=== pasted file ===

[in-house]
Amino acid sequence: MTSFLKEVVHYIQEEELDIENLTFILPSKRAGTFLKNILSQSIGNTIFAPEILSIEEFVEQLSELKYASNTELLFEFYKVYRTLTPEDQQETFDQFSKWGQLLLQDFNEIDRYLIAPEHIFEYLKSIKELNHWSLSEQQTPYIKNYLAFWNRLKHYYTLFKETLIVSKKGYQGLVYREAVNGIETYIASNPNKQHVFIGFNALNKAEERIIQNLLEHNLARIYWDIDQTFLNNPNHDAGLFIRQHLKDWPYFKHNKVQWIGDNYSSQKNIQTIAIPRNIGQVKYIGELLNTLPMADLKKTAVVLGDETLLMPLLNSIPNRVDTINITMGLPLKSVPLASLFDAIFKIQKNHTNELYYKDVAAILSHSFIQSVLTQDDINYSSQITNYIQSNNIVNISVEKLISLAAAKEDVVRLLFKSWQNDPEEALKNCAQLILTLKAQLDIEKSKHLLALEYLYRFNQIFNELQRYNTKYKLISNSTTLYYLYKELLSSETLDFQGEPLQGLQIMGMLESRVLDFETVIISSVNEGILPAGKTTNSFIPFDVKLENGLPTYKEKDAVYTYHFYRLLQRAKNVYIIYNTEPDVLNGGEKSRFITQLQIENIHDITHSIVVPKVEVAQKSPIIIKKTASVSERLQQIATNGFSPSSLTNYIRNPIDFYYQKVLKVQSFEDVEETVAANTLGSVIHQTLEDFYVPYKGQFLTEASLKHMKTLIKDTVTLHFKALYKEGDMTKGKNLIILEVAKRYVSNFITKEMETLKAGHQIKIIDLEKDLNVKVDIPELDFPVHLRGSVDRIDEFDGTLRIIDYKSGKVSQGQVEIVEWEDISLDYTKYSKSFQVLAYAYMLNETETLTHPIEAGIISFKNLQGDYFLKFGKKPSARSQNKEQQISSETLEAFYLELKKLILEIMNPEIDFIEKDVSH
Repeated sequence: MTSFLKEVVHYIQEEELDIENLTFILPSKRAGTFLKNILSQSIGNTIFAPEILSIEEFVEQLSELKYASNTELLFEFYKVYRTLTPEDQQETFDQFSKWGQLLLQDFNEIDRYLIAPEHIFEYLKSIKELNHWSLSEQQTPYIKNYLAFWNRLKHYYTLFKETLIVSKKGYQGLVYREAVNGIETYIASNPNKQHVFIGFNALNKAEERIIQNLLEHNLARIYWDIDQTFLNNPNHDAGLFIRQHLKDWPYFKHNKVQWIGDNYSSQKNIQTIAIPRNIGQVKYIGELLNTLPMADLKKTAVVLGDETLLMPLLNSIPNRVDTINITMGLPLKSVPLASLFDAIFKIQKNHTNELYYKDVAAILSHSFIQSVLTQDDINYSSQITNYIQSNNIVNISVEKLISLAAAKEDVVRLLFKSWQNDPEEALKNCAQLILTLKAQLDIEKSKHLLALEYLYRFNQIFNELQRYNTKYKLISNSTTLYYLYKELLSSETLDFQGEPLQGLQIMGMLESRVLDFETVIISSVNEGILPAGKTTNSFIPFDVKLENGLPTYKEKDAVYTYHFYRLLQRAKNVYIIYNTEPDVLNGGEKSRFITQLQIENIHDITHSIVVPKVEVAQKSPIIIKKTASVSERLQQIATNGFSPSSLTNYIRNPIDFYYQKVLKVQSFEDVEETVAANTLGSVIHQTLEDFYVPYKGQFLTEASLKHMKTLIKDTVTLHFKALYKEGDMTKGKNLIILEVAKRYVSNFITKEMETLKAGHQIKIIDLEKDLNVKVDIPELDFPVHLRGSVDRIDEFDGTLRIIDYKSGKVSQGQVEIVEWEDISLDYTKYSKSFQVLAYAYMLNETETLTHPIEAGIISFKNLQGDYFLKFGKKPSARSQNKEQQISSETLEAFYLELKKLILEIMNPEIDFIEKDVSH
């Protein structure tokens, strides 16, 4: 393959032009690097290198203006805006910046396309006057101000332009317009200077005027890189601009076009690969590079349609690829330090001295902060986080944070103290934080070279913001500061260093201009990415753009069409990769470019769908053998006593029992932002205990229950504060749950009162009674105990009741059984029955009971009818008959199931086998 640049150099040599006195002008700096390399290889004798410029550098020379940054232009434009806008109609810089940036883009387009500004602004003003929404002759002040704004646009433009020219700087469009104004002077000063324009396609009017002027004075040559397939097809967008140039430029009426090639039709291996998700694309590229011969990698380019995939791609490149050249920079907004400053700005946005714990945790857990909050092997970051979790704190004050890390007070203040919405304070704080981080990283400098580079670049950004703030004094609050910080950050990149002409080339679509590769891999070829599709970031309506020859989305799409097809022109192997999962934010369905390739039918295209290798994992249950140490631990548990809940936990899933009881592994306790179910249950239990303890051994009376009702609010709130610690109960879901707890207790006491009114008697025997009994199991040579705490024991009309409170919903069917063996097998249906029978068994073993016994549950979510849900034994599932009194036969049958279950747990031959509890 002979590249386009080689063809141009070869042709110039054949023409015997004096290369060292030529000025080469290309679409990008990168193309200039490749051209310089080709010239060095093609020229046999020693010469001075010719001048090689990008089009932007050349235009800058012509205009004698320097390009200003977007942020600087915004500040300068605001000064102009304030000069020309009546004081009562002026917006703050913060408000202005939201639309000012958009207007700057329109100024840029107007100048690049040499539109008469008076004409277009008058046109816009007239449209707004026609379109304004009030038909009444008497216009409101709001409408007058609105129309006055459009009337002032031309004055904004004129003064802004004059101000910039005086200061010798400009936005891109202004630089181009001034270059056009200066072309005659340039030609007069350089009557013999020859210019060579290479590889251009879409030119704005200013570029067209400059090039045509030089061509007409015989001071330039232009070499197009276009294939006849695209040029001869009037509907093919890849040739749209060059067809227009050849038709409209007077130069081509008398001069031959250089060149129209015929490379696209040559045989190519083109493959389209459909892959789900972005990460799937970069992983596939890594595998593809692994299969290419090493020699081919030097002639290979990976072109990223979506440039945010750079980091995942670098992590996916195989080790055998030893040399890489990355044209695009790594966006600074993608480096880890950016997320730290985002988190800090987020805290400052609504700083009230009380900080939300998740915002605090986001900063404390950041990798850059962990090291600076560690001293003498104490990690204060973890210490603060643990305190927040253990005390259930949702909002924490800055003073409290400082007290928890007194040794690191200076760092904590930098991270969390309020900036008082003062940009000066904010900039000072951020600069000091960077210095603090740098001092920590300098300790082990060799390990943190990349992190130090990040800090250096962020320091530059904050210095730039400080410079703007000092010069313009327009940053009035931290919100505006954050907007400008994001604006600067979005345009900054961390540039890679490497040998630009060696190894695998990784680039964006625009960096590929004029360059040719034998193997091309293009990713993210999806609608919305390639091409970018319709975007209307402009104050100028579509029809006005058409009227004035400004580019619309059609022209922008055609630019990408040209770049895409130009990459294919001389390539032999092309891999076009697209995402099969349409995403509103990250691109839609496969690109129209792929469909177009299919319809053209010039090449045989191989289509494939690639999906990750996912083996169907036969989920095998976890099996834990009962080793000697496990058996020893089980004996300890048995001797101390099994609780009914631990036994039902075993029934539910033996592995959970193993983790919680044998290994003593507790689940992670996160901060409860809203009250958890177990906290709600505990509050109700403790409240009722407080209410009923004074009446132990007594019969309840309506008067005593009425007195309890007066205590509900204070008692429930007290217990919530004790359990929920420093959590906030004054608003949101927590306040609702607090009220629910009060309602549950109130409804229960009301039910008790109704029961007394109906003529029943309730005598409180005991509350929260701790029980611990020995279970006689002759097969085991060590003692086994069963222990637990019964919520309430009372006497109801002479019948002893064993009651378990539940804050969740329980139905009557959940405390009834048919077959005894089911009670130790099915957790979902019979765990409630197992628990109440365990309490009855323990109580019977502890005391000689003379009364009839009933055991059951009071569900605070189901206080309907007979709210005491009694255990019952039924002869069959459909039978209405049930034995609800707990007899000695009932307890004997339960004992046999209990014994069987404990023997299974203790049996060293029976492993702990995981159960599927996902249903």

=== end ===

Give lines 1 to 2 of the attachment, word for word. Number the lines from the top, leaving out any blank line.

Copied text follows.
[in-house]
Amino acid sequence: MTSFLKEVVHYIQEEELDIENLTFILPSKRAGTFLKNILSQSIGNTIFAPEILSIEEFVEQLSELKYASNTELLFEFYKVYRTLTPEDQQETFDQFSKWGQLLLQDFNEIDRYLIAPEHIFEYLKSIKELNHWSLSEQQTPYIKNYLAFWNRLKHYYTLFKETLIVSKKGYQGLVYREAVNGIETYIASNPNKQHVFIGFNALNKAEERIIQNLLEHNLARIYWDIDQTFLNNPNHDAGLFIRQHLKDWPYFKHNKVQWIGDNYSSQKNIQTIAIPRNIGQVKYIGELLNTLPMADLKKTAVVLGDETLLMPLLNSIPNRVDTINITMGLPLKSVPLASLFDAIFKIQKNHTNELYYKDVAAILSHSFIQSVLTQDDINYSSQITNYIQSNNIVNISVEKLISLAAAKEDVVRLLFKSWQNDPEEALKNCAQLILTLKAQLDIEKSKHLLALEYLYRFNQIFNELQRYNTKYKLISNSTTLYYLYKELLSSETLDFQGEPLQGLQIMGMLESRVLDFETVIISSVNEGILPAGKTTNSFIPFDVKLENGLPTYKEKDAVYTYHFYRLLQRAKNVYIIYNTEPDVLNGGEKSRFITQLQIENIHDITHSIVVPKVEVAQKSPIIIKKTASVSERLQQIATNGFSPSSLTNYIRNPIDFYYQKVLKVQSFEDVEETVAANTLGSVIHQTLEDFYVPYKGQFLTEASLKHMKTLIKDTVTLHFKALYKEGDMTKGKNLIILEVAKRYVSNFITKEMETLKAGHQIKIIDLEKDLNVKVDIPELDFPVHLRGSVDRIDEFDGTLRIIDYKSGKVSQGQVEIVEWEDISLDYTKYSKSFQVLAYAYMLNETETLTHPIEAGIISFKNLQGDYFLKFGKKPSARSQNKEQQISSETLEAFYLELKKLILEIMNPEIDFIEKDVSH